Images of a Legend

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1836-40, John Gadsby Chapman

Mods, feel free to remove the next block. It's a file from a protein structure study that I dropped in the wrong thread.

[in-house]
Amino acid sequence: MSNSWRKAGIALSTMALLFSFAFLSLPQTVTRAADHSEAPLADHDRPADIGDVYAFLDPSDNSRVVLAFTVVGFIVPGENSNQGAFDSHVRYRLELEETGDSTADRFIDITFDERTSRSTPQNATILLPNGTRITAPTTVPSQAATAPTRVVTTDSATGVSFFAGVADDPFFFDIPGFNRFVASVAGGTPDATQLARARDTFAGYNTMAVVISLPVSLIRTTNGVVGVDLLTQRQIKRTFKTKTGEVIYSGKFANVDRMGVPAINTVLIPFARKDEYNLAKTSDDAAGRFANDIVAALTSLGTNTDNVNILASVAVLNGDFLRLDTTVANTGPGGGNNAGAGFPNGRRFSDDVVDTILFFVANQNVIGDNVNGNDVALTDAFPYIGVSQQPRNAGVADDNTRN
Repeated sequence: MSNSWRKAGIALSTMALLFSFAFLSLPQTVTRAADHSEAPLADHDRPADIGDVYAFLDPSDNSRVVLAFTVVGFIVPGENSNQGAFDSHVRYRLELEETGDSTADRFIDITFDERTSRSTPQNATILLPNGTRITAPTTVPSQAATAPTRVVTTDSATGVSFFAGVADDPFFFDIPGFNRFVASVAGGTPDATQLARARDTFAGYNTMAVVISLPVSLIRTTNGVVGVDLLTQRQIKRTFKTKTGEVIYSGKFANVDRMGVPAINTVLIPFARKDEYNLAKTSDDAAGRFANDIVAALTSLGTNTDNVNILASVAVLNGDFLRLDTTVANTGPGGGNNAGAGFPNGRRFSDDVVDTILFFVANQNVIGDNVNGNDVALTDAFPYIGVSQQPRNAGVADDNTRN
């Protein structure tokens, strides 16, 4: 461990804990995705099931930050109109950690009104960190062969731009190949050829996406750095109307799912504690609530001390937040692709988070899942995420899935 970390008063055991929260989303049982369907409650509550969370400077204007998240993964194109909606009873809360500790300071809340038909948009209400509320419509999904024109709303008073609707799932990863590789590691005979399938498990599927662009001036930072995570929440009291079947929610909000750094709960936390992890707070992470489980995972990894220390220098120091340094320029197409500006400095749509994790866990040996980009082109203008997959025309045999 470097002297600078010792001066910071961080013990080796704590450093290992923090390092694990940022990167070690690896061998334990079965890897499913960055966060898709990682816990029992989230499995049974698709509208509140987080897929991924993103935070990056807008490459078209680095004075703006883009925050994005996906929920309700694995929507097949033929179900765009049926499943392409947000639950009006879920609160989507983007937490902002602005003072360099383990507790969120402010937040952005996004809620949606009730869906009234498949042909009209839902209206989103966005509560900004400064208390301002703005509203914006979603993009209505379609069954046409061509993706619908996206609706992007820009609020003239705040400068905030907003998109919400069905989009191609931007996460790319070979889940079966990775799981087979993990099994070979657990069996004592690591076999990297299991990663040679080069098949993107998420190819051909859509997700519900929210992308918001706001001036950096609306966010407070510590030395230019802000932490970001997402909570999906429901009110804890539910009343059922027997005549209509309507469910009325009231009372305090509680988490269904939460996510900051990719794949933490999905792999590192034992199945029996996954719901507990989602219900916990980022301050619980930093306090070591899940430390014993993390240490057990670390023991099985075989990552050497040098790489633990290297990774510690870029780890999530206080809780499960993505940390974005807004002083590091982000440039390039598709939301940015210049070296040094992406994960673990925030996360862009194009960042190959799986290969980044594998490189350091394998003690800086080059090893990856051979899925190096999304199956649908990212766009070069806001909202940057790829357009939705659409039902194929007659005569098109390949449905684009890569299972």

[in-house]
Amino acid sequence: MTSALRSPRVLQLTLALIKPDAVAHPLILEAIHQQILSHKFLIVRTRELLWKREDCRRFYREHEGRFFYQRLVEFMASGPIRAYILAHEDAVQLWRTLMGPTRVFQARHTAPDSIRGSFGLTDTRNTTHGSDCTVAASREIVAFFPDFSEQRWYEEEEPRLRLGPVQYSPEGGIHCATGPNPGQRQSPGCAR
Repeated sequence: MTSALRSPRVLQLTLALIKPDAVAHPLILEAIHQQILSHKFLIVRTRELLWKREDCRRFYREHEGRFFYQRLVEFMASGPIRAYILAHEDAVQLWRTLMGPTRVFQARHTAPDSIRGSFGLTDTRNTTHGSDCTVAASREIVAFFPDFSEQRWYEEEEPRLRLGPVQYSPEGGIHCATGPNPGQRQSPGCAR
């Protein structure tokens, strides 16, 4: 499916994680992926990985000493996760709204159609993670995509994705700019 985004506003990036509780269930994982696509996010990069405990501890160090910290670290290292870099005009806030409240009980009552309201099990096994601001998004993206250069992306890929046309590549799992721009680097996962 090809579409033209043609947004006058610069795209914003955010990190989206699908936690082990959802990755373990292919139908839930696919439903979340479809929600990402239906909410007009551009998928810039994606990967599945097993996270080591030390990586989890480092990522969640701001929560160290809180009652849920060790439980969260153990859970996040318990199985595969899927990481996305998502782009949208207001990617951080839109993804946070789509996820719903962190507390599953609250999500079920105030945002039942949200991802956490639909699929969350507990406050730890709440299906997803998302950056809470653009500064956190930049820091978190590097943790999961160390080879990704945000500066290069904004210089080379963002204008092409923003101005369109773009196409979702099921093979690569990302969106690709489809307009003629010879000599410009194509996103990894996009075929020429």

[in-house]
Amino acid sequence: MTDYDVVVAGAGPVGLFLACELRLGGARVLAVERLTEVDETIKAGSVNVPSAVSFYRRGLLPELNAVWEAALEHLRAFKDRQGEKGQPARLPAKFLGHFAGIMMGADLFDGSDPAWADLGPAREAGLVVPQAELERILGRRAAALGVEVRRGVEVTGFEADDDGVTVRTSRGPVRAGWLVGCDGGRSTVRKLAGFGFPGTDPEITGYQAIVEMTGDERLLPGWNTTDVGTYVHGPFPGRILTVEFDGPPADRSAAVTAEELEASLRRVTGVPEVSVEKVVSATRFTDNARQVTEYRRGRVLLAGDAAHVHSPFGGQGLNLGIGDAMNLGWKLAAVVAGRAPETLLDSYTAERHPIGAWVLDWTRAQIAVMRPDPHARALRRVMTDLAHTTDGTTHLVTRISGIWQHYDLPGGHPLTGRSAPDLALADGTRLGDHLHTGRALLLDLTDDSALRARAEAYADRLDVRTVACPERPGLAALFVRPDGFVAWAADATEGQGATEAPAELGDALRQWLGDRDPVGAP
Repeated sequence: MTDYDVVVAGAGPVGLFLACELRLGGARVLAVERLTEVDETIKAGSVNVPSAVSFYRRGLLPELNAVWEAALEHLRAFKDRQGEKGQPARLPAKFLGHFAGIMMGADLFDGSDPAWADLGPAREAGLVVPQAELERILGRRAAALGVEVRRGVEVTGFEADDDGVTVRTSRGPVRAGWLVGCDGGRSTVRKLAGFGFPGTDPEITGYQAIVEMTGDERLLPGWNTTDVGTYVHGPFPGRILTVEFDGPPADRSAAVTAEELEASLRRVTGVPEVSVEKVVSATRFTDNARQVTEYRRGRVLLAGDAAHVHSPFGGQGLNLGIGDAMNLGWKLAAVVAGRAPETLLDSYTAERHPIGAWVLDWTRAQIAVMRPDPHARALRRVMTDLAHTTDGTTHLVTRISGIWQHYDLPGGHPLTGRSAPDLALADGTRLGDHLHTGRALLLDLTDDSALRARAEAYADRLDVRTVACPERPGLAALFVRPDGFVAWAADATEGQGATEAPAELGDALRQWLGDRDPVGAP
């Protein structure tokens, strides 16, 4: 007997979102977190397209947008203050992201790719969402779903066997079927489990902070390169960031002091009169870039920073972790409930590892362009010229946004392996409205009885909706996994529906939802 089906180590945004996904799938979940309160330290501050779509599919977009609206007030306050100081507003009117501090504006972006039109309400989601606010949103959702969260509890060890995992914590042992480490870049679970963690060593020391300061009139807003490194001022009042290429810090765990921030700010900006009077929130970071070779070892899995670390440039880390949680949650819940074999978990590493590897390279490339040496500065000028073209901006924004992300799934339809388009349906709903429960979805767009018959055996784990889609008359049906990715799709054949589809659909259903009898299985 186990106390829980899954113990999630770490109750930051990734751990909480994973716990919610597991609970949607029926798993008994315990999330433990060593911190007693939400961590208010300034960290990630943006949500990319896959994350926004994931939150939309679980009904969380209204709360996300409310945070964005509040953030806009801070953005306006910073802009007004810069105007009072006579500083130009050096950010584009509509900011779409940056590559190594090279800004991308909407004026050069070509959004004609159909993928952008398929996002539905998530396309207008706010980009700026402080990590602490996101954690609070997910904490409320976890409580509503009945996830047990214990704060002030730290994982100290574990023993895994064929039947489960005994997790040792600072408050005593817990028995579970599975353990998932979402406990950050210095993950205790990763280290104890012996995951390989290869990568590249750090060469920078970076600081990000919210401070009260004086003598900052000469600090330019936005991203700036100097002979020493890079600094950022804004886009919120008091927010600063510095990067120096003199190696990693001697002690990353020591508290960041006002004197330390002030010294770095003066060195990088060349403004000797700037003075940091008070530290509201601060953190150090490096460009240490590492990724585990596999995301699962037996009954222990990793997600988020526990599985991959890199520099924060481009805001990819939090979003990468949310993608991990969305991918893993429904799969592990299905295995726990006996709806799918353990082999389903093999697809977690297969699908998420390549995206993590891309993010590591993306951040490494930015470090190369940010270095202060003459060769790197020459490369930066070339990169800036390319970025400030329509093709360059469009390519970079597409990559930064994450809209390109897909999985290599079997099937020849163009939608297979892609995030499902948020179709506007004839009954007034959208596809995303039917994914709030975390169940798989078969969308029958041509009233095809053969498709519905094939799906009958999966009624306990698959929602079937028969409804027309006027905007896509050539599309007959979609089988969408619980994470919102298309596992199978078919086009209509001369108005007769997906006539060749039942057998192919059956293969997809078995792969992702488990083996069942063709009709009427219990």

Pocahontas stars in an even more significant piece of art in the U.S. Capitol rotunda: John Gadsby Chapman's monumental, 12-by-17-foot mural. Chapman received the prestigious commission in 1836 and researched his subject exhaustively. But the scant historical record and, more critically, Chapman's cultural prejudices led to a largely imaginary scene. A Virginian himself, Chapman may have chosen the subject, in part, to respond to New Englanders of the day who argued that their "Pilgrim" forefathers established the moral foundations of the republic. In his painting, Virginia's founders are given credit for their missionary effort: Pocahontas, sanctified in a white dress and kneeling like the Virgin Mary, renounces her Powhatan ways. In a pamphlet on his painting, Chapman noted that Jamestown's colonists did not "exterminate the ancient proprietors of the soil, and usurp their possessions." Rather, they spread "the blessings of Christianity among the heathen savages."

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